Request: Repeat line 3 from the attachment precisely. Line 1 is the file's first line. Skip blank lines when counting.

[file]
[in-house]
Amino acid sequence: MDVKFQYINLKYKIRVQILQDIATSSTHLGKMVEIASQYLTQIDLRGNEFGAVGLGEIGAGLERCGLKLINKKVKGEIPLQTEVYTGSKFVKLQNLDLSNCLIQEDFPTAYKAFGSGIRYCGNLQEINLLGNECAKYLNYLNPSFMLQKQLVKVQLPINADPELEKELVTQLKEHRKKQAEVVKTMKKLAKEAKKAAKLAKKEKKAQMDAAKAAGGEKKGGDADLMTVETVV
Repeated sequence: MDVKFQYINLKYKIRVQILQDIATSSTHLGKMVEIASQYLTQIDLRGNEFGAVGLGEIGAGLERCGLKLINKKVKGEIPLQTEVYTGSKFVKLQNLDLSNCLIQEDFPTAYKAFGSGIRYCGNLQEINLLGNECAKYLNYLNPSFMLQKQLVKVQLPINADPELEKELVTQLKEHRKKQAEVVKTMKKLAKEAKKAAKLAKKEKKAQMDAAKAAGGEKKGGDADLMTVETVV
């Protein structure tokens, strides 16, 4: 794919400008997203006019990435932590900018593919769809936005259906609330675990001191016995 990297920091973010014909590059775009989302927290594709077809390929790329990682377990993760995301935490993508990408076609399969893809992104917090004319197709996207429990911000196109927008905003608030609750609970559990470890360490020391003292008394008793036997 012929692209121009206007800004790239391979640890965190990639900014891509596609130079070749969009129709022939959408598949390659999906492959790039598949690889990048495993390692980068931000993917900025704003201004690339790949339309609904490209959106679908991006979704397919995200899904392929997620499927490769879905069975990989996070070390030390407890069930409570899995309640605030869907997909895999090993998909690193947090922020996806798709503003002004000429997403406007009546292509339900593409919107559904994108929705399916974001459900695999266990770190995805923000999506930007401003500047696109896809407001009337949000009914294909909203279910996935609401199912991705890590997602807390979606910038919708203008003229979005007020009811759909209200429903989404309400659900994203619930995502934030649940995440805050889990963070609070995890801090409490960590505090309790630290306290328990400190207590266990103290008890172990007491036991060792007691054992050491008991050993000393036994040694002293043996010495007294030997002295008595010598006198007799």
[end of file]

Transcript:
Repeated sequence: MDVKFQYINLKYKIRVQILQDIATSSTHLGKMVEIASQYLTQIDLRGNEFGAVGLGEIGAGLERCGLKLINKKVKGEIPLQTEVYTGSKFVKLQNLDLSNCLIQEDFPTAYKAFGSGIRYCGNLQEINLLGNECAKYLNYLNPSFMLQKQLVKVQLPINADPELEKELVTQLKEHRKKQAEVVKTMKKLAKEAKKAAKLAKKEKKAQMDAAKAAGGEKKGGDADLMTVETVV